General: US ‘May Consider’ Ground Troops in Libya

Insists Ground Deployment Not Ideal

General Carter Ham, the commander for US AFRICOM, told Congress today that the Obama Administration would consider sending ground troops into Libya to “aid the rebels,” though he insisted such a move was “not ideal.”

His reasoning was, predictably, nothing to do with the danger of yet another US ground war on the other side of the planet, but because it might harm international support for the ongoing war. The US and France started the war two and a half weeks ago, and have since transferred it to NATO control.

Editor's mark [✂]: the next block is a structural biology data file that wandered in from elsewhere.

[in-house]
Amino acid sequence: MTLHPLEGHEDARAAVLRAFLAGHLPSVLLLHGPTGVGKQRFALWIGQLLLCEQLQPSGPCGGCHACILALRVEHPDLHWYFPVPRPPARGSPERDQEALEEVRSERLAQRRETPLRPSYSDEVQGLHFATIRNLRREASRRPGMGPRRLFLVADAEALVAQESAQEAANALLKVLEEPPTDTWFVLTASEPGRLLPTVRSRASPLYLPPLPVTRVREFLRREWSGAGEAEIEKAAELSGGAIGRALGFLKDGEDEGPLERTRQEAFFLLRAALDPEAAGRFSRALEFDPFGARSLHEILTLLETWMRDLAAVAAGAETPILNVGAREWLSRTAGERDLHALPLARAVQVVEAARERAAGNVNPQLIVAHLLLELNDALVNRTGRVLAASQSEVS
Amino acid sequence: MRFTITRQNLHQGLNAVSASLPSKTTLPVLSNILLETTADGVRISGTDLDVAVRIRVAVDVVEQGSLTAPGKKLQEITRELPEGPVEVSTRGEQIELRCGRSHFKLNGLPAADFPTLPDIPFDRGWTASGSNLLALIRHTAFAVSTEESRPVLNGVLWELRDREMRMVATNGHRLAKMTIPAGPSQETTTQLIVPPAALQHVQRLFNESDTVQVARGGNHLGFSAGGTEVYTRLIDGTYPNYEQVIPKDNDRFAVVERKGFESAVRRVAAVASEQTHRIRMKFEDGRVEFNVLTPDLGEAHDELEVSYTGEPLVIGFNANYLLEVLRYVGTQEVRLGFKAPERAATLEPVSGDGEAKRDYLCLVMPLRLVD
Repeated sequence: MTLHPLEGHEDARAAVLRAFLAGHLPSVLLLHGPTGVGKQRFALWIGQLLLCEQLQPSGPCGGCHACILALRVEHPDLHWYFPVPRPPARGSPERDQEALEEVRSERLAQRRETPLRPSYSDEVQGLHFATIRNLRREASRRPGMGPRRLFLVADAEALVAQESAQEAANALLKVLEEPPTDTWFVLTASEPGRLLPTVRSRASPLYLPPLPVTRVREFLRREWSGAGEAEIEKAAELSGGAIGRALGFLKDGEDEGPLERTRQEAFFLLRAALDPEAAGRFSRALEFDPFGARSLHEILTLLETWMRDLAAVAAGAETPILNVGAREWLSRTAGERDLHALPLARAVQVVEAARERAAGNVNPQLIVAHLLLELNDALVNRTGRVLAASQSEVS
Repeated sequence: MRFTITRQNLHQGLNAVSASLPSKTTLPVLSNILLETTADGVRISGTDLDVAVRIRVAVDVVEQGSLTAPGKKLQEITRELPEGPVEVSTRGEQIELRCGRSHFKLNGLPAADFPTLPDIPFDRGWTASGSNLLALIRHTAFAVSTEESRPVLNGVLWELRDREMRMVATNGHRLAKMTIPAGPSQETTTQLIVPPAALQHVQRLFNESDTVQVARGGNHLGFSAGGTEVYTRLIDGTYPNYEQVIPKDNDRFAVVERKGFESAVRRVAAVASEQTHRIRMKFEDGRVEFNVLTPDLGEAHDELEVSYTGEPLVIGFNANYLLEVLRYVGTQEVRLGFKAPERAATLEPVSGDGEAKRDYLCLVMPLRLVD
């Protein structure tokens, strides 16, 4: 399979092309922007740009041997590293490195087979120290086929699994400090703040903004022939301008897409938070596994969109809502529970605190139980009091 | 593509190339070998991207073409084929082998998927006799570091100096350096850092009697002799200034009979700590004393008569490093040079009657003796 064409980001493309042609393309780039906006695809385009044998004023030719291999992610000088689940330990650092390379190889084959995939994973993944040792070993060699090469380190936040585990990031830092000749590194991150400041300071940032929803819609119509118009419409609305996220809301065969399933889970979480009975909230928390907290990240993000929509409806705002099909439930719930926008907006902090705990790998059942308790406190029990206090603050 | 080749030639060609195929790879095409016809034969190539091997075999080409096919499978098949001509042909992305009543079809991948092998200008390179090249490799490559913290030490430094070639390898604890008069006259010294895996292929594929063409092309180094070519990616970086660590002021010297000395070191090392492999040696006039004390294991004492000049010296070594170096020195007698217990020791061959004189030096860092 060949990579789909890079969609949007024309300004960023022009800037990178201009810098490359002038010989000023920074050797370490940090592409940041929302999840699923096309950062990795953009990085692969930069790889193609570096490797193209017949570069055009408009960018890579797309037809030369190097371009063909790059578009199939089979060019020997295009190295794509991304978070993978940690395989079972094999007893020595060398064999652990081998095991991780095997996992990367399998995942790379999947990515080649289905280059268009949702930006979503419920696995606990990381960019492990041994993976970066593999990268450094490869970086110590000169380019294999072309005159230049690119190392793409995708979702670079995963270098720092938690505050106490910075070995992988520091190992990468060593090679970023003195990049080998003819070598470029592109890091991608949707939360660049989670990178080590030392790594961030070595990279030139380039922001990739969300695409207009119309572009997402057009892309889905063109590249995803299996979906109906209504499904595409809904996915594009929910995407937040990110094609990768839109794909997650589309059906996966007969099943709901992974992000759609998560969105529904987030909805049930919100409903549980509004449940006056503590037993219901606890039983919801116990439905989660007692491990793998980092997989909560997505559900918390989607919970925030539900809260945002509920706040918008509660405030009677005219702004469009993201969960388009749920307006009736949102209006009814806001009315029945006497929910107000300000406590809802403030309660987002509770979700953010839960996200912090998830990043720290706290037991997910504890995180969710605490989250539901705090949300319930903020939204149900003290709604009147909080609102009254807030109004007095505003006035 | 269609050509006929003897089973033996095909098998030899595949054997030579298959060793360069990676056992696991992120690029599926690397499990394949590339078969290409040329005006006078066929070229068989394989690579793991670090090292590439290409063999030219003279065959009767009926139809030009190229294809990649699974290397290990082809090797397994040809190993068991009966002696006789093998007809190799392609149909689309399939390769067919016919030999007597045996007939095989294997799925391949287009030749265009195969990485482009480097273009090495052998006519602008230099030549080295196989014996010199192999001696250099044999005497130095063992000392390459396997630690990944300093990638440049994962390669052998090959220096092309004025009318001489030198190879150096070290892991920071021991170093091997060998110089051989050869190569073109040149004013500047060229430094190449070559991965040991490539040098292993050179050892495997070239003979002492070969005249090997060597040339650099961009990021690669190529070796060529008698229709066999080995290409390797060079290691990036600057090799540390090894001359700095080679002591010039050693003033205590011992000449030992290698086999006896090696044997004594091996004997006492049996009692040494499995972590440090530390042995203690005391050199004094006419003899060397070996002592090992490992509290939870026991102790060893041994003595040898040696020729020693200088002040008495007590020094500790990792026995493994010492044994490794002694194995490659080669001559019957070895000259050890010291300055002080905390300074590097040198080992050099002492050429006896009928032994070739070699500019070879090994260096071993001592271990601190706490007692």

Secretary of Defense Robert Gates indicated last week that ground troops were not on the near term agenda, saying that there would be no ground invasion “as long as I’m in this job.” The promise is increasingly meaningless, however, amid talks he could be replaced by CIA Director Leon Panetta within the next few months.

It is already confirmed that the US has had CIA ground forces inside Libya for “several weeks,” and the US has also deployed troops in the nation for “rescue” missions. The question then is not so much if ground troops will be sent to Libya, but to what extent they are already there, and how much this presence will be escalated in the days and weeks to come.

Author: Jason Ditz

Jason Ditz is Senior Editor for He has 20 years of experience in foreign policy research and his work has appeared in The American Conservative, Responsible Statecraft, Forbes, Toronto Star, Minneapolis Star-Tribune, Providence Journal, Washington Times, and the Detroit Free Press.